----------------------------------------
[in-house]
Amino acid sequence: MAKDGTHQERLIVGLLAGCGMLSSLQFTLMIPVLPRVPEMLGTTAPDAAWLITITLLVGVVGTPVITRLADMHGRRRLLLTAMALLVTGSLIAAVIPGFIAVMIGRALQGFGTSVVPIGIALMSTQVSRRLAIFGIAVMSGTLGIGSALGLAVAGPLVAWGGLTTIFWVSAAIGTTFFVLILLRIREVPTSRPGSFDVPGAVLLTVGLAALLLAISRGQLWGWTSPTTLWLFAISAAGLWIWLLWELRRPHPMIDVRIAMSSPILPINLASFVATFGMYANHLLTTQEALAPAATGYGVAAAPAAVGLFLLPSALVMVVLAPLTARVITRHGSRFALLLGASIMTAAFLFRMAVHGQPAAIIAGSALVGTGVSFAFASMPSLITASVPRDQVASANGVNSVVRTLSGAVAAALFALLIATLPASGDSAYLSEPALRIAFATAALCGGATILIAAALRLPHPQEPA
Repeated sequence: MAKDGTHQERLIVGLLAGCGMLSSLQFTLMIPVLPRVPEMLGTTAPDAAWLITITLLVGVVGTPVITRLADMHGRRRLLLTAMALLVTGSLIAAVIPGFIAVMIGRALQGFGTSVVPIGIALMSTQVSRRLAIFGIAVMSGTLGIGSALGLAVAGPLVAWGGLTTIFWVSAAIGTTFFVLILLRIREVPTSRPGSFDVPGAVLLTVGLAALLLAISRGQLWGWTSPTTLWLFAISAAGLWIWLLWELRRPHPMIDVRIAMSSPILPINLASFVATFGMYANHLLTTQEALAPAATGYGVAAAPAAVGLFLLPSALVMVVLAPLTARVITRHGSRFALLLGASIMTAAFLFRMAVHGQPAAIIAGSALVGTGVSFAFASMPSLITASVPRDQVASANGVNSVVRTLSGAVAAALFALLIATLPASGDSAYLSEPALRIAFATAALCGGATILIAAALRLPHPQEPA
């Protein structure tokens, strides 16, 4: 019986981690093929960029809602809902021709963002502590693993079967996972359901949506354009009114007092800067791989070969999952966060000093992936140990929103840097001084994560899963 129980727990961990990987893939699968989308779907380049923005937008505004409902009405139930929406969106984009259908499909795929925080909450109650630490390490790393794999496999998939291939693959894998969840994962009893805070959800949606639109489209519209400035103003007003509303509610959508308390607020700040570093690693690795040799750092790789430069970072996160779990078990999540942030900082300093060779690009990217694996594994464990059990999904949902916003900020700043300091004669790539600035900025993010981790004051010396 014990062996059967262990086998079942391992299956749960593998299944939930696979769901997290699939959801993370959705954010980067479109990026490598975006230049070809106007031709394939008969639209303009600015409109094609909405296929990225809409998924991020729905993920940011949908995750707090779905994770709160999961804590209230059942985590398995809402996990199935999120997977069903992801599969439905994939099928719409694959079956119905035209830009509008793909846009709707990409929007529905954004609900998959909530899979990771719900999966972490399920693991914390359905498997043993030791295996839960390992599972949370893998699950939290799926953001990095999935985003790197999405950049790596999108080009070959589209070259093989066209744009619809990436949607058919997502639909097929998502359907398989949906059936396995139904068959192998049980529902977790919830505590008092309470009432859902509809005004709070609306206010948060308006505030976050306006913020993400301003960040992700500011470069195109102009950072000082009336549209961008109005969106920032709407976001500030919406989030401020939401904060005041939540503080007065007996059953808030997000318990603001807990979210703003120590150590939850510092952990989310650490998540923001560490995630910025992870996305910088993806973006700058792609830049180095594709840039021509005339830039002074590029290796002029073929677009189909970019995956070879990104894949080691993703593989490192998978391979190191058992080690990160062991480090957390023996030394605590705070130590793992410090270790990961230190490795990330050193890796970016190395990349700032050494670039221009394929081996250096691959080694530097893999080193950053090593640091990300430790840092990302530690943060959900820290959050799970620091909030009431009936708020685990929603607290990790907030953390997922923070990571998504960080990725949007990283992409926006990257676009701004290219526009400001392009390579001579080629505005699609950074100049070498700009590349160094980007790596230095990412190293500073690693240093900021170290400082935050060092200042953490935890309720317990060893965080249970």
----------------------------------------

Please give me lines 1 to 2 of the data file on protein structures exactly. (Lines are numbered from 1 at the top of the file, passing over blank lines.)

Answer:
[in-house]
Amino acid sequence: MAKDGTHQERLIVGLLAGCGMLSSLQFTLMIPVLPRVPEMLGTTAPDAAWLITITLLVGVVGTPVITRLADMHGRRRLLLTAMALLVTGSLIAAVIPGFIAVMIGRALQGFGTSVVPIGIALMSTQVSRRLAIFGIAVMSGTLGIGSALGLAVAGPLVAWGGLTTIFWVSAAIGTTFFVLILLRIREVPTSRPGSFDVPGAVLLTVGLAALLLAISRGQLWGWTSPTTLWLFAISAAGLWIWLLWELRRPHPMIDVRIAMSSPILPINLASFVATFGMYANHLLTTQEALAPAATGYGVAAAPAAVGLFLLPSALVMVVLAPLTARVITRHGSRFALLLGASIMTAAFLFRMAVHGQPAAIIAGSALVGTGVSFAFASMPSLITASVPRDQVASANGVNSVVRTLSGAVAAALFALLIATLPASGDSAYLSEPALRIAFATAALCGGATILIAAALRLPHPQEPA